Columbus City Utilities is preparing to add four new water wells to its well field.
According to a notice from the Indiana Department of Environmental Management (IDEM), the city has submitted construction permits for projects described as “Well 20, 21,22, & 23 – WATER MAIN & WELL” and “Well No. 20, 21, 22, & 23.” Utilities engineer Ashley Getz said that these are for the same project.
Comments on these applications must be postmarked no later than Oct. 28 and Oct. 29, respectively, to be considered in IDEM’s decision. Comments most likely to affect the verdict are those based on rules and laws governing the process.
Wellfield improvements are a priority for the utility, according to a list of projects on its website. The project description includes constructing wells 20-23 within the South Wellfield and raw water mains to increase supply capacity to Water Treatment Plant No. 2.
“The current well capacity is lower than the water treatment capacity of Water Treatment Plant No. 2,” according to the application. “The new wells are needed to maintain public water supply during peak demand times in summer months now and in the future. The need for the new wells was identified in the Utility Master Plan.”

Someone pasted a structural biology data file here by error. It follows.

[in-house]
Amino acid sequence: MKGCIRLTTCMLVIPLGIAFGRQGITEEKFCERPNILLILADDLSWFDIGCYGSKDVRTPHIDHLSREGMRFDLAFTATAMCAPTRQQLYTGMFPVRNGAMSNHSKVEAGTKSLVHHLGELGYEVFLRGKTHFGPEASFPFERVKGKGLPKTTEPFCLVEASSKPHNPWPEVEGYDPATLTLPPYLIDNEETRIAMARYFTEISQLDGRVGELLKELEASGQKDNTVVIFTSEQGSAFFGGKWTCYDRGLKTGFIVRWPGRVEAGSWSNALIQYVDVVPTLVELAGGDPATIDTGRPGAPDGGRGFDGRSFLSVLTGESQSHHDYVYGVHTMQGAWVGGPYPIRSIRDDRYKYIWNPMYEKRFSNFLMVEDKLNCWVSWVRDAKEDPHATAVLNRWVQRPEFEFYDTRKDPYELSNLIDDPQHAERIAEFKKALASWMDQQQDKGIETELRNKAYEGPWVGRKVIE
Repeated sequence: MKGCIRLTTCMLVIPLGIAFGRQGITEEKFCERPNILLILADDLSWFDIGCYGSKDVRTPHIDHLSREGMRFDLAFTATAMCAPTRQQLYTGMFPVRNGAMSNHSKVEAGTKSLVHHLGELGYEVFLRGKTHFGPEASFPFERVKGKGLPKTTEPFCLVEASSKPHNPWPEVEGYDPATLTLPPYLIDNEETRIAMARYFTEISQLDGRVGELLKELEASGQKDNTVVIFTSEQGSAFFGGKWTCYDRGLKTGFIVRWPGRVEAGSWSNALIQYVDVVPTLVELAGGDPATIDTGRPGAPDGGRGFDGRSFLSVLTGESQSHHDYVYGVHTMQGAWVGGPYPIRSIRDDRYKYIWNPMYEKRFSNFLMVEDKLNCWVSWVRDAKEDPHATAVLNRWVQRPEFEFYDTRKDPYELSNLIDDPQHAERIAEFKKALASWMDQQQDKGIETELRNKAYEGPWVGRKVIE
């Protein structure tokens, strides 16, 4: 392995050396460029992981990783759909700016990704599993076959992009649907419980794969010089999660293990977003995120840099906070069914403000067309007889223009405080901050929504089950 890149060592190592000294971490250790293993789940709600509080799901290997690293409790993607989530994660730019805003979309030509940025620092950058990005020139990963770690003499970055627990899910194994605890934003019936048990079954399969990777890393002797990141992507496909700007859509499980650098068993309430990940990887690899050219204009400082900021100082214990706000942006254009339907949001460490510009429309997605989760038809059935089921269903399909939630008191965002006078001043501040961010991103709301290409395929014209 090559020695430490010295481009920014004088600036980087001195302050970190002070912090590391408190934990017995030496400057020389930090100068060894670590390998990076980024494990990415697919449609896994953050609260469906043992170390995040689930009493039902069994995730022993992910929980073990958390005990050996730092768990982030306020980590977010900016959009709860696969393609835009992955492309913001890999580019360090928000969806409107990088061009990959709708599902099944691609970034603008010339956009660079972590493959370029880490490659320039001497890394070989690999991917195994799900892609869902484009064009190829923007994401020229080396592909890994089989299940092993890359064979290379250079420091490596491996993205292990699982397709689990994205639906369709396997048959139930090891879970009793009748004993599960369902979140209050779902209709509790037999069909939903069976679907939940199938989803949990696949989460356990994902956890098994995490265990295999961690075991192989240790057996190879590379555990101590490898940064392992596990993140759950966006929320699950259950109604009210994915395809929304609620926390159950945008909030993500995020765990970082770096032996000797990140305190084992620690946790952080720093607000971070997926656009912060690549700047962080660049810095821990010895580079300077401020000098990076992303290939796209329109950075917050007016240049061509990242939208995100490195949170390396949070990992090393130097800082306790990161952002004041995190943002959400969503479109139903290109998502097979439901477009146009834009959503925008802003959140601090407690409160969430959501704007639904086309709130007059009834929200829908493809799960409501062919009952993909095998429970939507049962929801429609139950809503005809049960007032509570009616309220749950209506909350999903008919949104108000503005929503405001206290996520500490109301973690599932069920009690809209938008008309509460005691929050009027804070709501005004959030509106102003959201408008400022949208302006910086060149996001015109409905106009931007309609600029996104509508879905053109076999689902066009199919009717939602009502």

The estimated cost of this project is about $2.95 million. Getz said that utilities officials are still determining if it would be more cost-effective to use a State Revolving Fund loan or private bond as the funding source. The project is among those made possible by the recent water rate increase approved for the city.
The anticipated schedule for construction is April to November of 2022. Strand Associates, Inc. has been contracted for the project design.
Getz said that these are additional wells for capacity, rather than replacements for two wells shut down in recent years.
In October of 2017, two wells — No. 14 and No. 15 — in the South Wellfield were shut down due to the detection of 1,4 dioxane, which is considered “a likely human carcinogen” by federal environmental regulators.
Columbus is one of several Indiana cities that tested above the .35 parts per billion Environmental Protection Agency recommended limit for the industrial solvent, testing at .48 parts per billion in the city water system in 2013.
The city has not replaced the two wells, according to Getz.
“We’ve not really decided what to do with those,” she said. She added that even aside from the shutdown of the two wells, there was a need for more capacity.